Korea and Japan share a bitter history, including Japan’s 1910-45 colonial rule. At the end of last year, the Supreme Court ruled that Japanese companies must pay compensation to individual Korean victims of wartime forced labor. While Tokyo insists that the matter was already settled in a 1965 bilateral claims agreement, the Moon administration has said it cannot intervene in a court ruling, citing separation of powers.

Moon also condemned Japan for reopening the old wounds despite decades-long efforts to get over the bitter history. He said Korea is no longer the weak country it was in the past and is strong enough to withstand the crisis.


Japanese Prime Minister Shinzo Abe, center, and other ministers attend a cabinet meeting at the Prime Minister’s Office in Tokyo on Friday. [EPA/YONHAP]

“There may be hardships in the immediate future. However, if we succumb to challenges, history will repeat itself,” Moon said. “If we take the current challenges as an opportunity instead and turn them into a chance to make a new economic leap, we can fully triumph over Japan. Our economy can surpass Japan’s.”

Korea does not want a “vicious cycle of tit-for-tat,” Moon said. “There is only one way to stop this. The Japanese government must withdraw its unilateral and unwarranted measures as soon as possible and take a path toward dialogue.”

The Foreign Ministry summoned Japanese Ambassador to Korea Yasumasa Nagamine to condemn Japan’s newest economic retaliation.

“Japan’s measure is an act of betraying a friendly, cooperative partner,” Vice Minister of Foreign Affairs Cho Sei-young told Nagamine. “Our people will no longer consider Japan as a friend.”

Around 10 a.m. on Friday, Abe hosted a cabinet meeting and approved a plan to remove Korea from its list of trusted trade partners, adding new export restrictions on the country. The decision was its second economic retaliation against Korea. Starting July 4, Tokyo imposed tighter export restrictions to Korea on three materials crucial for semiconductor and display manufacturing.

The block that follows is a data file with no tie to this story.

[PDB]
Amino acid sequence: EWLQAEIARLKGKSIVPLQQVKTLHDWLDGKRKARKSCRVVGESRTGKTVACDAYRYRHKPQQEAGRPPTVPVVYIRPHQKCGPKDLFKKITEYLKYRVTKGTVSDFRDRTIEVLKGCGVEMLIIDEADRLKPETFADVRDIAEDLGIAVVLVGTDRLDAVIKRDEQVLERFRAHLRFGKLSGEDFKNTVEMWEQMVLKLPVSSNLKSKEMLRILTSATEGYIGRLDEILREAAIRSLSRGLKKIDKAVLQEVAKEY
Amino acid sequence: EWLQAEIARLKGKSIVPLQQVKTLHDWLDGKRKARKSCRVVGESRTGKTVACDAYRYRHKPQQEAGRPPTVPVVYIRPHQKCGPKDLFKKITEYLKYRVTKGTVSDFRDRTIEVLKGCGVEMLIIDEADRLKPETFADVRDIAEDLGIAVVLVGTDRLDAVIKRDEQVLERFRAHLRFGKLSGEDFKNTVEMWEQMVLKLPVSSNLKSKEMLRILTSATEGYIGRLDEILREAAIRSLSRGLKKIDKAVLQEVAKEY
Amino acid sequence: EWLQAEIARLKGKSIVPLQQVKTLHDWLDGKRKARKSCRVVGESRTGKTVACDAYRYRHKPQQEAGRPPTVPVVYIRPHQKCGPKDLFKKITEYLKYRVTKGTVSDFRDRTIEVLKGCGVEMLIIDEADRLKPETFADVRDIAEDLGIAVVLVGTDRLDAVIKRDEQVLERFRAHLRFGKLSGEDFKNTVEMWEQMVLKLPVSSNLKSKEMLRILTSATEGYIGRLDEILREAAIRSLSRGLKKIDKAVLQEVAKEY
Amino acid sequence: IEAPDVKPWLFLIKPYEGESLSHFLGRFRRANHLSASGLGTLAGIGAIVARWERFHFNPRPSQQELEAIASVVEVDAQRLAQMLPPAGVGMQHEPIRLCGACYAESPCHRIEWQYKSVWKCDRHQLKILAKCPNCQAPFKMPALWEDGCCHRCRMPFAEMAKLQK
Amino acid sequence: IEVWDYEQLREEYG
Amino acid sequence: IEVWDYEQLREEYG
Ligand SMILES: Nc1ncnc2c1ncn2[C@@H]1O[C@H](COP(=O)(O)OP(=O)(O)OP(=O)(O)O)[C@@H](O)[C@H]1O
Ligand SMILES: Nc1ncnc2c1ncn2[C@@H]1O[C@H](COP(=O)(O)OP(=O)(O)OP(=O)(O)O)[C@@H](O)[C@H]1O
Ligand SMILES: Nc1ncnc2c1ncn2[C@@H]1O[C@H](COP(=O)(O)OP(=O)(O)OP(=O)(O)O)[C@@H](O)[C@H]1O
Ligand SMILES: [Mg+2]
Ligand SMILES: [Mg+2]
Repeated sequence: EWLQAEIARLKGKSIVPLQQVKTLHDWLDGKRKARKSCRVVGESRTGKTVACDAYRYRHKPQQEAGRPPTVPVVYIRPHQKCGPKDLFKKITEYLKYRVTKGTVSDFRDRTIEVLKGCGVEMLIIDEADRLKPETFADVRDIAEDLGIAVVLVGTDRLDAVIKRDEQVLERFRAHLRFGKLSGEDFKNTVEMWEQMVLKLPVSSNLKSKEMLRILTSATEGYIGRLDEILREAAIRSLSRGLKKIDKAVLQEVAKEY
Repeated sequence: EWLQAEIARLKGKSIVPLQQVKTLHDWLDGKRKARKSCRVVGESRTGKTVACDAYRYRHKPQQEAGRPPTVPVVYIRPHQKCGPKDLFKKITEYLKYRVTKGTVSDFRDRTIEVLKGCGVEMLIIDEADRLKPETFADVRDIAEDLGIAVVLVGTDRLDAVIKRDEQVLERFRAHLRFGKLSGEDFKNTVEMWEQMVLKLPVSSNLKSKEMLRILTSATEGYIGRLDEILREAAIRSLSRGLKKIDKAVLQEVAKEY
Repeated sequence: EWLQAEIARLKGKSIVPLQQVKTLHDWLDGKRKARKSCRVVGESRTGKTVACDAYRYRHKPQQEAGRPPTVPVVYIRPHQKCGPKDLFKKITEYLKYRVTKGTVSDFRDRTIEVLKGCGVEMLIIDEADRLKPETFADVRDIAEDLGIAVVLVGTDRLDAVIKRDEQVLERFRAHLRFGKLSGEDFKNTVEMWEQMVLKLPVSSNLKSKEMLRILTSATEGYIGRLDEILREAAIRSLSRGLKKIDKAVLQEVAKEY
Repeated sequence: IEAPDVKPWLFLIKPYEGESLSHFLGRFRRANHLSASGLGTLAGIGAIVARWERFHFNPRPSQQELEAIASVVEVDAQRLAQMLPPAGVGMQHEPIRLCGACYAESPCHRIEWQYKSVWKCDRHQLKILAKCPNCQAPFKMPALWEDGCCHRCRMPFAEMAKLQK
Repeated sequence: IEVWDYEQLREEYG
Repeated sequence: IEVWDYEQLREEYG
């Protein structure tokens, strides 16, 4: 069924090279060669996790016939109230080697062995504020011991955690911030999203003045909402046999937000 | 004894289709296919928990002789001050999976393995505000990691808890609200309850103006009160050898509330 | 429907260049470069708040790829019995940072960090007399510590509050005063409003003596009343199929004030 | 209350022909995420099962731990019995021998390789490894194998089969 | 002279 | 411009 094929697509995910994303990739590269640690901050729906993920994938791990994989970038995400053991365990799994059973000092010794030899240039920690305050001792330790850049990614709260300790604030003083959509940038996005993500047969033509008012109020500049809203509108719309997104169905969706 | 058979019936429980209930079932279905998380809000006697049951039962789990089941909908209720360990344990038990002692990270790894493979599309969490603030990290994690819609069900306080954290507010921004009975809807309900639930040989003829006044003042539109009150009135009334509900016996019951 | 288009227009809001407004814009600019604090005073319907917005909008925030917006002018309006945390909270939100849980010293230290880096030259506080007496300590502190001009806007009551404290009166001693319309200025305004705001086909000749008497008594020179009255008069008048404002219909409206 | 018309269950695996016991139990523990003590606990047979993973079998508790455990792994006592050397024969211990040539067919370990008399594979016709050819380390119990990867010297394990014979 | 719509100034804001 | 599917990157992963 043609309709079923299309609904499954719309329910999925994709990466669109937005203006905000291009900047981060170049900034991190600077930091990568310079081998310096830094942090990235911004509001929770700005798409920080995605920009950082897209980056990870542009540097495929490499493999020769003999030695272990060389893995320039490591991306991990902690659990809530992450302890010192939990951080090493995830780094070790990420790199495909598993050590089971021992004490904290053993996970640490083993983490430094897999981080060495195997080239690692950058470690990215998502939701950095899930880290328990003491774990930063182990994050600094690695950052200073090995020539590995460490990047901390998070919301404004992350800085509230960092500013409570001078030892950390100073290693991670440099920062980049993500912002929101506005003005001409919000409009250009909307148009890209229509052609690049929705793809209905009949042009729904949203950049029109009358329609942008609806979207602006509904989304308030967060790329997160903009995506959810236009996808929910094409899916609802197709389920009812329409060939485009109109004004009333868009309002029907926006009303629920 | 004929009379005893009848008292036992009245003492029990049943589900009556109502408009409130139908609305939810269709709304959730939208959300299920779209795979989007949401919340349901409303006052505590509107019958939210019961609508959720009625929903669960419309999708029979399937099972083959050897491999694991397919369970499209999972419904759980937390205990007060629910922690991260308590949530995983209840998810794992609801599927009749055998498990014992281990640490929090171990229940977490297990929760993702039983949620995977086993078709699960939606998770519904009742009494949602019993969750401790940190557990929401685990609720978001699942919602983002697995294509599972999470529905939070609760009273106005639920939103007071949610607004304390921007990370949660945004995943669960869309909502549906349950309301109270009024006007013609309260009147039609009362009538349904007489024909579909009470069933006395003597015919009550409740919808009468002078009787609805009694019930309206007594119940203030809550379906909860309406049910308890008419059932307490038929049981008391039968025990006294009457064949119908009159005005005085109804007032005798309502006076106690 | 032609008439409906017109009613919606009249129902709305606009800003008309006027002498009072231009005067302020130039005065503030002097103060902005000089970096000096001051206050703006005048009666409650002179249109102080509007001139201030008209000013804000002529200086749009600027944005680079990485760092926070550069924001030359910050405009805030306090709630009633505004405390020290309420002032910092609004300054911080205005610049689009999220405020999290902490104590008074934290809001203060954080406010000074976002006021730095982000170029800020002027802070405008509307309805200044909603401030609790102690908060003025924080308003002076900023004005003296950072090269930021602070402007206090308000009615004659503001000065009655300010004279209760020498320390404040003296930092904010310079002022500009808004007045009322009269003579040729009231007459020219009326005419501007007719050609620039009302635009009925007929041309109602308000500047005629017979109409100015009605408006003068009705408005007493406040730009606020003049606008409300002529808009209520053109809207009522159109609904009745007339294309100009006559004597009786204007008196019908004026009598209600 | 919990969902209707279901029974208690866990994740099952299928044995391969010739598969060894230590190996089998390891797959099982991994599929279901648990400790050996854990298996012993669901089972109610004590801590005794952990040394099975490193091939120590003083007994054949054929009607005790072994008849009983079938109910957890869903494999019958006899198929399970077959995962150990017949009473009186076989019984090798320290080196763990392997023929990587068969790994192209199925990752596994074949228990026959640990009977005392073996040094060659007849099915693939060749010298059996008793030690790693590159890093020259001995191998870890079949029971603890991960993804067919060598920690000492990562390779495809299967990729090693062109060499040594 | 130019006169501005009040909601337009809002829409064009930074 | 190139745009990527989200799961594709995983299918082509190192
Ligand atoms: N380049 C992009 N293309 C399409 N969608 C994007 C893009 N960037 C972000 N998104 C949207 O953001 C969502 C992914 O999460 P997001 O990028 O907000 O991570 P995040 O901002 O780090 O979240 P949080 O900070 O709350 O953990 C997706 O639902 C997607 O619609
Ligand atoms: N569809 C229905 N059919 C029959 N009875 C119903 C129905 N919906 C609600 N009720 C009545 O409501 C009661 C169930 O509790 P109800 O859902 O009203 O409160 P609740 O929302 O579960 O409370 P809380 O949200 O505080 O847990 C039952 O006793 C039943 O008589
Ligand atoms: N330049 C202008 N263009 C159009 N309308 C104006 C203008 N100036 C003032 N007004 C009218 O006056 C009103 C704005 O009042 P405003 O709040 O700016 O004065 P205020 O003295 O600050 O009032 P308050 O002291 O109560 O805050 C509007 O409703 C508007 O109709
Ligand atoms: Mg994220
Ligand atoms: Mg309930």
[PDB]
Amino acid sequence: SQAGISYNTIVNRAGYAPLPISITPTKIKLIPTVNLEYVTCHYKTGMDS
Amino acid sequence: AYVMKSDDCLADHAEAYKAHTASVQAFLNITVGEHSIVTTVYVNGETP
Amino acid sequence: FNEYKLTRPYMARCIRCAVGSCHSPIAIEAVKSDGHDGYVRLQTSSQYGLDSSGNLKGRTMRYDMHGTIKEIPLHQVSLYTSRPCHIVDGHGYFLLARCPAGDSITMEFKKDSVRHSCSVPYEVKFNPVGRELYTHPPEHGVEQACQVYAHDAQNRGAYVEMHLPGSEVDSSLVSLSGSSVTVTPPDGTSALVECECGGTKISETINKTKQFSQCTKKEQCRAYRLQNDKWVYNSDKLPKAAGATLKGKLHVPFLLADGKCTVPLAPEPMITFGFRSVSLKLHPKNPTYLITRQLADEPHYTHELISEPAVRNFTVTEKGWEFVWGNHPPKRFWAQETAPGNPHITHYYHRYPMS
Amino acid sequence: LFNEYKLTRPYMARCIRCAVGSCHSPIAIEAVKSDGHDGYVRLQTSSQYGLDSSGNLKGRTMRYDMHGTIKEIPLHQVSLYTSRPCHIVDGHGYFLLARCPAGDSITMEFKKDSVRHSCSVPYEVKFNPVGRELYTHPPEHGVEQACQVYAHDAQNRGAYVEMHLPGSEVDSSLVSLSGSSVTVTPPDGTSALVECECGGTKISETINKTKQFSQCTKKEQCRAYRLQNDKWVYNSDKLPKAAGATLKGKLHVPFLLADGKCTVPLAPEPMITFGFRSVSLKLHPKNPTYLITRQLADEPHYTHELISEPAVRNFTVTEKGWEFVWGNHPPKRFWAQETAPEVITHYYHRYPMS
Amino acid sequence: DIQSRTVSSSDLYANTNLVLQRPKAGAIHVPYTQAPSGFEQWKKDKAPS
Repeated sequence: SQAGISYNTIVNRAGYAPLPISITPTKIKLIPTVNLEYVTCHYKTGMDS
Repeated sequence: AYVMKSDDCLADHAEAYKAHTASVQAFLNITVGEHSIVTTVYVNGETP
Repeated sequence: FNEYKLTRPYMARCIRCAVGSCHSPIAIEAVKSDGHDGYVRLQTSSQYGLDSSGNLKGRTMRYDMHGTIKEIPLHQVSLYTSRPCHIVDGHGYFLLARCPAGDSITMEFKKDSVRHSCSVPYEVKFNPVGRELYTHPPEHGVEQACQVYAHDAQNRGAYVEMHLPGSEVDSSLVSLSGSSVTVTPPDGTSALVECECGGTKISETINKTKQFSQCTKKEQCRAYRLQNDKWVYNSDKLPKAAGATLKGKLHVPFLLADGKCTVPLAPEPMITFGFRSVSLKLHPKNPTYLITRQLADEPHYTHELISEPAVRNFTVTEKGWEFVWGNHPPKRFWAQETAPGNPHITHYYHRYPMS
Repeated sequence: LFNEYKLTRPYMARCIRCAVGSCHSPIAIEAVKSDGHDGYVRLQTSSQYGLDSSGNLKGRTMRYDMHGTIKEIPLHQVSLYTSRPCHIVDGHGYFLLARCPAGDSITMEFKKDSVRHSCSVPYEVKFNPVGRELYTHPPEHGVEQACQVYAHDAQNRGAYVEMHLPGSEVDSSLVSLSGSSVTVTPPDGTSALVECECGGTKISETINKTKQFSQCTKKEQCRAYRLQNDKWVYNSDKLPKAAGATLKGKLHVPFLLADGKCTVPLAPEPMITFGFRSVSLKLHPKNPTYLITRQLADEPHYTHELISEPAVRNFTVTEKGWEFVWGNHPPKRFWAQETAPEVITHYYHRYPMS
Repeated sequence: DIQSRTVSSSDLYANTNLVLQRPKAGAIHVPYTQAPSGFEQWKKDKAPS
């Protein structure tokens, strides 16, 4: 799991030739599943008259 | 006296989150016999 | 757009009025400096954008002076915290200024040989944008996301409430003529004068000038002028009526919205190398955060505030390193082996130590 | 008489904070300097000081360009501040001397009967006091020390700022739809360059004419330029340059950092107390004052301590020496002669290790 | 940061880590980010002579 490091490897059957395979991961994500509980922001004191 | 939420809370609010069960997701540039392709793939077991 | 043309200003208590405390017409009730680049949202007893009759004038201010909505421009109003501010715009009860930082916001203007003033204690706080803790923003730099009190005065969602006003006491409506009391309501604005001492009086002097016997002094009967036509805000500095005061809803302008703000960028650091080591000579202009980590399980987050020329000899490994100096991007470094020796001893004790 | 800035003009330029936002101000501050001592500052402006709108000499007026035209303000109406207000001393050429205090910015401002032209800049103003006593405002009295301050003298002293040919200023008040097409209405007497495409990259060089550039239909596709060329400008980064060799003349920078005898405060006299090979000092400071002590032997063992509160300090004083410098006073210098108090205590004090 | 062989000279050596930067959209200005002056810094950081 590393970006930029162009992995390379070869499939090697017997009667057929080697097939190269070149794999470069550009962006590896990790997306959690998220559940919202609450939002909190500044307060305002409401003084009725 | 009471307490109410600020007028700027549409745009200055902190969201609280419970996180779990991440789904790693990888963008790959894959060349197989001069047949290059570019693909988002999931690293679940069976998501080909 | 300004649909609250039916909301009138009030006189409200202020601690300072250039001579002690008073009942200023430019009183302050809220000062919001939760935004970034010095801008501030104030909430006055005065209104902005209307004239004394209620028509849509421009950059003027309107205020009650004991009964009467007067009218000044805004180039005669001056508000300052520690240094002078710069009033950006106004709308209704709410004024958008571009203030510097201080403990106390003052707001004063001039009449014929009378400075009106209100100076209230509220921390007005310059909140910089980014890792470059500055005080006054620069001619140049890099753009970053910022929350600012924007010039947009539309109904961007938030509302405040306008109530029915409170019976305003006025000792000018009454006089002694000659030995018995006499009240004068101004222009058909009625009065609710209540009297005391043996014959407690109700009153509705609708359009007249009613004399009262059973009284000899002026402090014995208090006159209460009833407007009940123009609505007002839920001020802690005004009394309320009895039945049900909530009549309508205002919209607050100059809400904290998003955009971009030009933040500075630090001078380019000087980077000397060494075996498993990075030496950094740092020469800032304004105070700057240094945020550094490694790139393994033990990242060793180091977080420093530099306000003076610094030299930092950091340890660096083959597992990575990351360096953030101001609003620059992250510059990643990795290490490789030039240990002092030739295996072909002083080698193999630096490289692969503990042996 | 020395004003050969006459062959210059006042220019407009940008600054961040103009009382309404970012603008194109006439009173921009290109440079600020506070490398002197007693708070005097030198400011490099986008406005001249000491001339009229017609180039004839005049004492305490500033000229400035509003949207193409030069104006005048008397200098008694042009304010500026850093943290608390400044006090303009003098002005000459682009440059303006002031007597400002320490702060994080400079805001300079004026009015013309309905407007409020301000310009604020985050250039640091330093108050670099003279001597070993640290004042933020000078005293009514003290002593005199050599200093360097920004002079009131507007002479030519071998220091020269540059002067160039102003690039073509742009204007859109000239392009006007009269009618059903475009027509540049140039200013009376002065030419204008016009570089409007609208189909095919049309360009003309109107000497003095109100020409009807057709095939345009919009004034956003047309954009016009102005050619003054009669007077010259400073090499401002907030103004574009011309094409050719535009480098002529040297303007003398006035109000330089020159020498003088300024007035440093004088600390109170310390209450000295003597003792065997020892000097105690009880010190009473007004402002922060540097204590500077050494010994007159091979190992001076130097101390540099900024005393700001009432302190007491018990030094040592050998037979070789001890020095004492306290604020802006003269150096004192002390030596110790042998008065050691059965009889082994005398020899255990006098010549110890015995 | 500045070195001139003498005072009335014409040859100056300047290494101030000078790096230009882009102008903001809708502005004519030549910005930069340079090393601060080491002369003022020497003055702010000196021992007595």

Korea was one of 27 countries on Japan’s so-called “white list” that benefit from relaxed export rules for many strategic items, such as so-called “dual use” goods and technology that can be used for both civilian and military applications.


Vice Minister of Foreign Affairs Cho Sei-young, right, talks with Japanese Ambassador to Korea Yasumasa Nagamine on Friday after the Foreign Ministry summoned Nagamine to condemn Japan’s newest economic retaliation. [YONHAP]

“We will formally announce the change on Aug. 7 and start implementing it on Aug. 28,” said Seko after the cabinet meeting.

According to the Korean government, 1,194 items are listed as strategic goods in Japan. Among them, 263 are highly sensitive items that require individual export approvals, while trade controls on the remaining non-sensitive items are less tight for countries on the white list.